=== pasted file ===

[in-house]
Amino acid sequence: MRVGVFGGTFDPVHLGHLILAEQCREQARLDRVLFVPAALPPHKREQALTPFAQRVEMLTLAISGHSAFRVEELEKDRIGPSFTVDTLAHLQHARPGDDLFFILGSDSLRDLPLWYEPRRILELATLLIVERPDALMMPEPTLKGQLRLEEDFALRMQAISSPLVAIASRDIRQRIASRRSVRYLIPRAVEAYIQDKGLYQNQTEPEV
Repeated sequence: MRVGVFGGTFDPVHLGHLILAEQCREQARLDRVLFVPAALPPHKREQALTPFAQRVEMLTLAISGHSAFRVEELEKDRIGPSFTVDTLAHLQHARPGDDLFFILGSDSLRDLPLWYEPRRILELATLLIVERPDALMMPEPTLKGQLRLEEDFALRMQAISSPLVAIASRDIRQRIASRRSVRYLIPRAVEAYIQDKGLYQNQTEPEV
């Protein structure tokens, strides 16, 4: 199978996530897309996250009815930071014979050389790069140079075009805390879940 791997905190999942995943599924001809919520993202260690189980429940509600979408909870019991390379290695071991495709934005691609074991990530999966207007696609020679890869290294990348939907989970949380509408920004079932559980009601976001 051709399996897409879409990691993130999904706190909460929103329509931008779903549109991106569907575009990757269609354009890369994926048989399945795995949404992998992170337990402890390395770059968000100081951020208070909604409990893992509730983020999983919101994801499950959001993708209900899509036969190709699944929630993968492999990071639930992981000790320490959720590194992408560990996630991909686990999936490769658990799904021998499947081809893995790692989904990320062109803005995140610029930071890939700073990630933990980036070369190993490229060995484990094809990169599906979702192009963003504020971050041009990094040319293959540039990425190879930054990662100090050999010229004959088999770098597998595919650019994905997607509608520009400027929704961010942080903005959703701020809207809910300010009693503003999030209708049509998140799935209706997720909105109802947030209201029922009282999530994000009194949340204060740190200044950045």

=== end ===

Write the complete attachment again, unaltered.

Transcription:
[in-house]
Amino acid sequence: MRVGVFGGTFDPVHLGHLILAEQCREQARLDRVLFVPAALPPHKREQALTPFAQRVEMLTLAISGHSAFRVEELEKDRIGPSFTVDTLAHLQHARPGDDLFFILGSDSLRDLPLWYEPRRILELATLLIVERPDALMMPEPTLKGQLRLEEDFALRMQAISSPLVAIASRDIRQRIASRRSVRYLIPRAVEAYIQDKGLYQNQTEPEV
Repeated sequence: MRVGVFGGTFDPVHLGHLILAEQCREQARLDRVLFVPAALPPHKREQALTPFAQRVEMLTLAISGHSAFRVEELEKDRIGPSFTVDTLAHLQHARPGDDLFFILGSDSLRDLPLWYEPRRILELATLLIVERPDALMMPEPTLKGQLRLEEDFALRMQAISSPLVAIASRDIRQRIASRRSVRYLIPRAVEAYIQDKGLYQNQTEPEV
């Protein structure tokens, strides 16, 4: 199978996530897309996250009815930071014979050389790069140079075009805390879940 791997905190999942995943599924001809919520993202260690189980429940509600979408909870019991390379290695071991495709934005691609074991990530999966207007696609020679890869290294990348939907989970949380509408920004079932559980009601976001 051709399996897409879409990691993130999904706190909460929103329509931008779903549109991106569907575009990757269609354009890369994926048989399945795995949404992998992170337990402890390395770059968000100081951020208070909604409990893992509730983020999983919101994801499950959001993708209900899509036969190709699944929630993968492999990071639930992981000790320490959720590194992408560990996630991909686990999936490769658990799904021998499947081809893995790692989904990320062109803005995140610029930071890939700073990630933990980036070369190993490229060995484990094809990169599906979702192009963003504020971050041009990094040319293959540039990425190879930054990662100090050999010229004959088999770098597998595919650019994905997607509608520009400027929704961010942080903005959703701020809207809910300010009693503003999030209708049509998140799935209706997720909105109802947030209201029922009282999530994000009194949340204060740190200044950045």